San Diego—According to data from the US Renal Data System, there are more than 100,000 new hemodialysis patients per year. For patients initiating hemodialysis, the first 90 days are associated with increased rates of hospitalization and mortality, in addition to high healthcare costs.
Melissa M. Rosen, MPH, PhD, and colleagues recently conducted an economic analysis of data on incident hemodialysis patients; the data were gathered as part of a fluid management quality improvement (QI) project using relative blood volume monitoring (RBV-M). The researchers reported results during a poster session at Kidney Week 2018 in a poster titled Estimated Revenue Gains Associated with Relative Blood Volume Monitoring (RBV-M) in Hemodialysis (HD) Clinics: An Economic Model Using Real-World Data and a Case Size of 12 Medicare Incident Patients.
The QI project was conducted at nine Renal Research Institute clinics; RBV-M was performed using Crit-Line® monitors. There was an association between the QI project and an average of 5.3 fewer hospital days and an estimated reduction of 2.5 missed treatments per year in the 1068 incident hemodialysis patients included in the analysis. A cost minimization model from a facility level perspective was used to calculate revenue gains related to fewer missed treatments. The model assumed that hemodialysis clinics continuously served 12 Medicare beneficiaries with two monitors and disposable supplies associated with RBV-M. It was also assumed that patients received three hemodialysis treatments per week and hemodialysis treatments were reimbursed at $350 per patient, the standard Medicare reimbursement amount plus the onset of dialysis adjustment.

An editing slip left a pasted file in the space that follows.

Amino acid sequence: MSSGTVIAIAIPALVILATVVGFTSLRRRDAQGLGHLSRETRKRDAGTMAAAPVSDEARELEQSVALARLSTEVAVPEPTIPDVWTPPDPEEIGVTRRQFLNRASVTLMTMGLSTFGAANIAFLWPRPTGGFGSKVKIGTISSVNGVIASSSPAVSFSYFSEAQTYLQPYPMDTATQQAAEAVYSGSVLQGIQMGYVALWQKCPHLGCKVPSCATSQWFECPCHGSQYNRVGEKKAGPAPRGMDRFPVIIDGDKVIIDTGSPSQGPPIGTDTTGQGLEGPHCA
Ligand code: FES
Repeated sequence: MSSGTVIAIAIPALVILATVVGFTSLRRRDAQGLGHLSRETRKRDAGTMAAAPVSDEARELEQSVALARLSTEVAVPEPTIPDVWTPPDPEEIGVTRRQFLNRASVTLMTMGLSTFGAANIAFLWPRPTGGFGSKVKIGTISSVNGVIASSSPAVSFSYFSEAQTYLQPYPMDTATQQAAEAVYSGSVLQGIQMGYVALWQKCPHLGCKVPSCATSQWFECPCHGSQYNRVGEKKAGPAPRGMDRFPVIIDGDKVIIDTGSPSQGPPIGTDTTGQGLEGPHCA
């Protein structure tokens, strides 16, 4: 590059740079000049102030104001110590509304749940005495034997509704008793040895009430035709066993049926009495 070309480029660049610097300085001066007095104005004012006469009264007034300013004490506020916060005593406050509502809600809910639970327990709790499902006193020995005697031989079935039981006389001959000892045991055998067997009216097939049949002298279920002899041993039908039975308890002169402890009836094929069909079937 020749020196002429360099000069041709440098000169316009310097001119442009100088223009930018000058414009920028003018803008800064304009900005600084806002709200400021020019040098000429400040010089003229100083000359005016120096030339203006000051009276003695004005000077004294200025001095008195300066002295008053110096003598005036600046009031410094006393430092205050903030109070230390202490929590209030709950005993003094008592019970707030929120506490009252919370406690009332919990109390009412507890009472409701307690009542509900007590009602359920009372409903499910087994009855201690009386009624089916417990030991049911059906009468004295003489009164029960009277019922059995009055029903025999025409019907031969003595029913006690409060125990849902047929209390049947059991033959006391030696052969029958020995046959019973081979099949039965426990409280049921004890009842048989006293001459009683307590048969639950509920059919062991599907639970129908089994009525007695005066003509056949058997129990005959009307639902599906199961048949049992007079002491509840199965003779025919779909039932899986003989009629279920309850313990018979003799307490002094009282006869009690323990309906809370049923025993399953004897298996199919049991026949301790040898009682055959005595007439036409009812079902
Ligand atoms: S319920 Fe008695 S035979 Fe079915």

For clinics implementing a fluid management initiative with RBV-M, there is the potential of generating additional revenue from reducing 2.5 missed treatments per year. After accounting for the cost of monitors and disposable supplies, this translated into gains of $2048 per year per clinic (with 12 Medicare incident patients) in the implementation year. Once the machines are paid for (either in the second year of the QI project or if the facility already owns the monitors), the annual gains are $6048, including the cost of disposable supplies. Possible savings associated with averted hospitalizations or other benefits of the Q1 project are not included in the savings calculations.
“RBV-M QI initiatives have the potential to reduce missed treatments in incident patients and increase revenue in hemodialysis clinics. Assuming a reimbursement of $350 per dialysis treatment and 12 incident patients per clinic, potential revenue gains associated with RBV-M were found to be $2048 in the start year and $6048 in the year following implementation (or for clinics who already own monitors). Future cost-effectiveness studies of fluid management initiatives should consider the additional value gained from including prevalent hemodialysis patients who are also likely to benefit from RBV-M,” the researchers said.
Source: Rosen MM, Li Y, Ficociello, Balter P, et al. Estimated revenue gains associated with relative blood volume monitoring (RBV-M) in hemodialysis (HD) clinics: An economic model using real-world data and a case size of 12 Medicare incident patients. Abstract of a poster (TH-PO284) presented at the American Society of Nephrology Kidney Week 2018, October 25, 2018, San Diego, California.
Funding for the analysis was provided by Fresenius Medical Care Renal Therapies Group.